Monday, June 1, 2009

Introduction: Lytton Smith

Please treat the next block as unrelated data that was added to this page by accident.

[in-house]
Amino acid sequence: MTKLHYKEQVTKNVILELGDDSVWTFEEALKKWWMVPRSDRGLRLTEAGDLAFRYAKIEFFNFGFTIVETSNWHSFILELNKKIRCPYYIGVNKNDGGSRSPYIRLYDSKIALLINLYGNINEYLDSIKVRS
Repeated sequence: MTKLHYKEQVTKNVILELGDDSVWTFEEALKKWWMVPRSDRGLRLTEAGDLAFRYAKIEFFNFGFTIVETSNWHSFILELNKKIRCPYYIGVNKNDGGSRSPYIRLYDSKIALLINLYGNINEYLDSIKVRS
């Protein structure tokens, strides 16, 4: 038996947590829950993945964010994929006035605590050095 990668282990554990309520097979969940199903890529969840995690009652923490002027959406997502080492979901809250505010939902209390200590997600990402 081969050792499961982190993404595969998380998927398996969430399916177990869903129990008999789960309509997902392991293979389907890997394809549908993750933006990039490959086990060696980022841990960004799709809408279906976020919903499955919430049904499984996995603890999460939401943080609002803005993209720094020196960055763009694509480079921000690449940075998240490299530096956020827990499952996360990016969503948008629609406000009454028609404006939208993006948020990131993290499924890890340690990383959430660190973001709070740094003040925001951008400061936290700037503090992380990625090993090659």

But there’s nothing magical about the magical: leave your instruments at the entrance. Lytton Smith’s poems fathom tule fog, minehaul and birdfright, a natural world turned human agent between weather and earthlight. My physicians say the spirits of animals flow within our hollow nerves, he writes, a mutiny in the lungs of children sealbark, wolfhowl. How you were chosen for laying on hands: belief would be an orchard, reliquary of seeds. You’re within the fantastical tent, the rubber man’s cabinet of exotic moths, the hollow hairs of winter animals. If only you had the eyes for it, this itinerance, this merry going round. At edge of the furze I’ve hidden a monster theory: a fear of wheatfields, of groundbeetles, a confusion of daughters, a liminality of, an aloneness of, a hic est monstrum of [monsters]. On unsteady feet, Lytton Smith’s poems rescue flotsam of dismantled carousels, the hot air of zeppelins, a forest washed ashore one winter. He maps the taut nerves, the bright coax, of the beyond-limits, the harnessed bird’s-eye view, hindsight more clearly charted, the slant scripts, as she asked him: comma, anvil, torn. Lytton Smith.

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